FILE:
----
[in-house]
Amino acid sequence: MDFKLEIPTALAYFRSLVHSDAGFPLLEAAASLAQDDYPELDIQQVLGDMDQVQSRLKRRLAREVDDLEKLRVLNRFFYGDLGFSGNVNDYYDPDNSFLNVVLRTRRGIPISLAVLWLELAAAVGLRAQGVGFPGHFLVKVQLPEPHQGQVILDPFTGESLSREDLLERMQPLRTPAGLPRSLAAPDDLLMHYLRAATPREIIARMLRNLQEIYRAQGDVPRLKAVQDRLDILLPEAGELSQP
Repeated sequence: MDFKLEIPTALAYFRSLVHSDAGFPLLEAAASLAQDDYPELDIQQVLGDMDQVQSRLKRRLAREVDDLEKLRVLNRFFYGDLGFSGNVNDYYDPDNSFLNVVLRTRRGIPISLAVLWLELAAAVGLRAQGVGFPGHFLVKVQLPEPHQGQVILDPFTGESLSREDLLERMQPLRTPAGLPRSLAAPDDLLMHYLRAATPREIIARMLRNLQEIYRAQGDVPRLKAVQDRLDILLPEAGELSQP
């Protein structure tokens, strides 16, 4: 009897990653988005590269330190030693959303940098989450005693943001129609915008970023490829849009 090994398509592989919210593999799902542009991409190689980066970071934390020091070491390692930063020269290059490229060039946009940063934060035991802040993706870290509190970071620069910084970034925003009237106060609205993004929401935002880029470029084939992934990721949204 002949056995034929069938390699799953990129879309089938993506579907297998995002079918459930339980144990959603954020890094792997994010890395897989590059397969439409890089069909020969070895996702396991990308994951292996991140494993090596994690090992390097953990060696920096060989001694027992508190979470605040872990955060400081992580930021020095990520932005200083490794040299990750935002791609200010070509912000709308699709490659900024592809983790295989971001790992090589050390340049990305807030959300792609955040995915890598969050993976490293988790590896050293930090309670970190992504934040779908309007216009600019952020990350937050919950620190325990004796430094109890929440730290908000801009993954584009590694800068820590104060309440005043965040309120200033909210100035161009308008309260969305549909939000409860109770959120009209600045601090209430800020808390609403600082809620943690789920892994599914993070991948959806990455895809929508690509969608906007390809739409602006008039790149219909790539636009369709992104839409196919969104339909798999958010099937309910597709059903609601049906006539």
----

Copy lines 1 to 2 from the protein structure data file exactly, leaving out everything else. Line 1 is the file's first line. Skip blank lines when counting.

[in-house]
Amino acid sequence: MDFKLEIPTALAYFRSLVHSDAGFPLLEAAASLAQDDYPELDIQQVLGDMDQVQSRLKRRLAREVDDLEKLRVLNRFFYGDLGFSGNVNDYYDPDNSFLNVVLRTRRGIPISLAVLWLELAAAVGLRAQGVGFPGHFLVKVQLPEPHQGQVILDPFTGESLSREDLLERMQPLRTPAGLPRSLAAPDDLLMHYLRAATPREIIARMLRNLQEIYRAQGDVPRLKAVQDRLDILLPEAGELSQP